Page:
Friday, July 6, 2012

Advice for Women in Quantitative Finance

In my new role as a Quantitative Risk Technology executive, I continue to operate in a professional field with few women in leadership roles.

Quantitative Finance is a multidisciplinary field where math, science, technology and finance come together. It is the sweet spot of STEM (science, technology, engineering and math). Quantitative Finance is one of the most exciting and fast growing areas of Risk Management and Capital Markets however there is a lack of women role models in leadership positions.

For those who either have followed my blogs before or have met me at women forums you know that we see a serious lack of women and more so women in leadership positions in STEM careers. I have been a champion of attracting young women into STEM careers for quite some time and have taken this problem to the Capitol Hill.
More recently I had the opportunity to address this problem during an interview with the Hispanic Executive magazine.

When I first decided to switch from the emerging technologies field to Quantitative Finance and Analytics, I was looking for a complex leadership role in the interception of quant, technology and business. Then right after I walked into this role I spotted and already familiar trend – there is lack of quant women in leadership positions. Still today, after numerous efforts to hire a quant woman, all my direct reports are men. This is why one of my main goals as a Quant Risk Executive is to provide a role model to other women who want to follow this career path.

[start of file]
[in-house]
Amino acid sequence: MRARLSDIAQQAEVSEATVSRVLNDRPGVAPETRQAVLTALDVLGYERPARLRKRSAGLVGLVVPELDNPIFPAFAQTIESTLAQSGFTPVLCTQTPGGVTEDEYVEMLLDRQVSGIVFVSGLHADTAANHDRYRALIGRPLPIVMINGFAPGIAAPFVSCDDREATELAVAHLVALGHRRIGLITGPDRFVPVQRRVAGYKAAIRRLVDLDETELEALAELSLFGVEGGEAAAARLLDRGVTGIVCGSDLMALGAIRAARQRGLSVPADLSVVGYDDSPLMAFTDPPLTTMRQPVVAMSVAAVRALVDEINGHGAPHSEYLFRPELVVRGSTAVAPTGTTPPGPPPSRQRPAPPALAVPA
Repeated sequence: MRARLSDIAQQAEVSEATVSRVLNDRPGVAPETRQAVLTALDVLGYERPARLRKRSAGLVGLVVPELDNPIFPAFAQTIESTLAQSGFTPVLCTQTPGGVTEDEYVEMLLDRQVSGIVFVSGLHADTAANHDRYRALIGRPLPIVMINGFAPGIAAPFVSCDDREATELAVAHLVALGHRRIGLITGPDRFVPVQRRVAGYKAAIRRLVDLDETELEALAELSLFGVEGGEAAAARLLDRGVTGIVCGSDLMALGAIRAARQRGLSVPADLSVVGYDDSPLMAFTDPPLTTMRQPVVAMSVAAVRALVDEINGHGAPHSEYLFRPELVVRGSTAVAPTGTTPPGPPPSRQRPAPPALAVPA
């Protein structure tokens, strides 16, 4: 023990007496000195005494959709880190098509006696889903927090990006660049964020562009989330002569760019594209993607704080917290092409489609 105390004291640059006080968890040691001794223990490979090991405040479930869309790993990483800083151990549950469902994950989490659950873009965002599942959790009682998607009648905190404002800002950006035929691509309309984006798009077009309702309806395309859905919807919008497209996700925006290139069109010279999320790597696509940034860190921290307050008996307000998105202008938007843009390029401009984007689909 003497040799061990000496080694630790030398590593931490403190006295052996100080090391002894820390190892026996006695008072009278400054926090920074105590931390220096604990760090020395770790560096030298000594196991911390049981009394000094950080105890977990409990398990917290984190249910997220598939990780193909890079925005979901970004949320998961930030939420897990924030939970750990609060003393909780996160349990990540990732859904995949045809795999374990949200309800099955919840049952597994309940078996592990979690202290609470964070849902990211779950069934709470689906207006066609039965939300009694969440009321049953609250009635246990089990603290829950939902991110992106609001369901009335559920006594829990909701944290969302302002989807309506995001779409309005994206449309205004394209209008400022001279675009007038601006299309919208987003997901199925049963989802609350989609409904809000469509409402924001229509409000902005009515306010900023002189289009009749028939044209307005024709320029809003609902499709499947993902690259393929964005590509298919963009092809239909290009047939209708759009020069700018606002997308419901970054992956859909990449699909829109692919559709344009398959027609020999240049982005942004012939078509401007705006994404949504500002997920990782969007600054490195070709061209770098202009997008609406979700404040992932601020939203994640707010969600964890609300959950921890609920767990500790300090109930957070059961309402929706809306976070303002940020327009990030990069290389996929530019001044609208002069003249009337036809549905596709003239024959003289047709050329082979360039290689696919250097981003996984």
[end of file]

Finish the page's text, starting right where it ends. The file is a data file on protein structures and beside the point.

Last year, I visited the Carnegie Mellon Computational Finance program to talk to the students about quantitative technology positions in financial services. I like their program because in addition to the rigorous quantitative curriculum students get exposure to business classes and I was also very pleased to see a good number of young females pursuing degrees in Mathematical Finance and Computational Finance. Unfortunately, several female students were looking for quant research positions and very few applied to our roles.

The first step is to create a pipeline of young women. The second step is to help them to develop the soft skills that are needed to advance to a leadership role Helping young quant females to help them develop soft business skills it is very important. First because these skills will help not only to advance in their careers in Corporate America but also because a deeper understanding of the business will help them to develop models that take into account common sense or using a more quantitative jargon models that will take into account the volatility of the human decision making process.

Finally, for those women in quantitative fields that are looking to develop softer skills that will complement their quantitative skills, here are some tips that require additional attention and perhaps training and development:

- A good business decision make on time is better than a perfect decision make later.
- Perfection is a relative term. Look for an efficient solution (efficient in this context could be a result of cost, time and resources).
- What you do is as important as How you do it.
- Don’t be afraid to say that you are not 100% sure on your answer. But always ask for an opportunity to follow up with the right answer.
- Learn to explain problems in business terms and to deal with uncertainty.

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